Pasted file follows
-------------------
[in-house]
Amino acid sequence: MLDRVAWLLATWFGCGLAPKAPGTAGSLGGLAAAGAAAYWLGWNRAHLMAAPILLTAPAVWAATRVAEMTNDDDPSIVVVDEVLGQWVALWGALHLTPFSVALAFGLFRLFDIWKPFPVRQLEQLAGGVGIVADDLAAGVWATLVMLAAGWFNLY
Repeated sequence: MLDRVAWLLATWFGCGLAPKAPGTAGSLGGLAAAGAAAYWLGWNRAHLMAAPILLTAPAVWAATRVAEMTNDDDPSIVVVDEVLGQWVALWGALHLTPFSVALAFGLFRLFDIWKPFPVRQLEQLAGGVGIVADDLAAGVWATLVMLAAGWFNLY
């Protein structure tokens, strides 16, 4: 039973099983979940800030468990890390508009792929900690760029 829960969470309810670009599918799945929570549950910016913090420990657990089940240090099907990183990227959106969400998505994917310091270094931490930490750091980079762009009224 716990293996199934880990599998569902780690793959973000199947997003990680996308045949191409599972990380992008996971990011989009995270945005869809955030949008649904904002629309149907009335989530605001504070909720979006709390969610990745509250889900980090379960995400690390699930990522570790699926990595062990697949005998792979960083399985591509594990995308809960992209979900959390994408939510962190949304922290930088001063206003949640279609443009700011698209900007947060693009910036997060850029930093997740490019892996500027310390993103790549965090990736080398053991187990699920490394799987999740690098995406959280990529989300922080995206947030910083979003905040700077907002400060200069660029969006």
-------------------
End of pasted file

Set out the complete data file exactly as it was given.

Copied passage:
[in-house]
Amino acid sequence: MLDRVAWLLATWFGCGLAPKAPGTAGSLGGLAAAGAAAYWLGWNRAHLMAAPILLTAPAVWAATRVAEMTNDDDPSIVVVDEVLGQWVALWGALHLTPFSVALAFGLFRLFDIWKPFPVRQLEQLAGGVGIVADDLAAGVWATLVMLAAGWFNLY
Repeated sequence: MLDRVAWLLATWFGCGLAPKAPGTAGSLGGLAAAGAAAYWLGWNRAHLMAAPILLTAPAVWAATRVAEMTNDDDPSIVVVDEVLGQWVALWGALHLTPFSVALAFGLFRLFDIWKPFPVRQLEQLAGGVGIVADDLAAGVWATLVMLAAGWFNLY
């Protein structure tokens, strides 16, 4: 039973099983979940800030468990890390508009792929900690760029 829960969470309810670009599918799945929570549950910016913090420990657990089940240090099907990183990227959106969400998505994917310091270094931490930490750091980079762009009224 716990293996199934880990599998569902780690793959973000199947997003990680996308045949191409599972990380992008996971990011989009995270945005869809955030949008649904904002629309149907009335989530605001504070909720979006709390969610990745509250889900980090379960995400690390699930990522570790699926990595062990697949005998792979960083399985591509594990995308809960992209979900959390994408939510962190949304922290930088001063206003949640279609443009700011698209900007947060693009910036997060850029930093997740490019892996500027310390993103790549965090990736080398053991187990699920490394799987999740690098995406959280990529989300922080995206947030910083979003905040700077907002400060200069660029969006």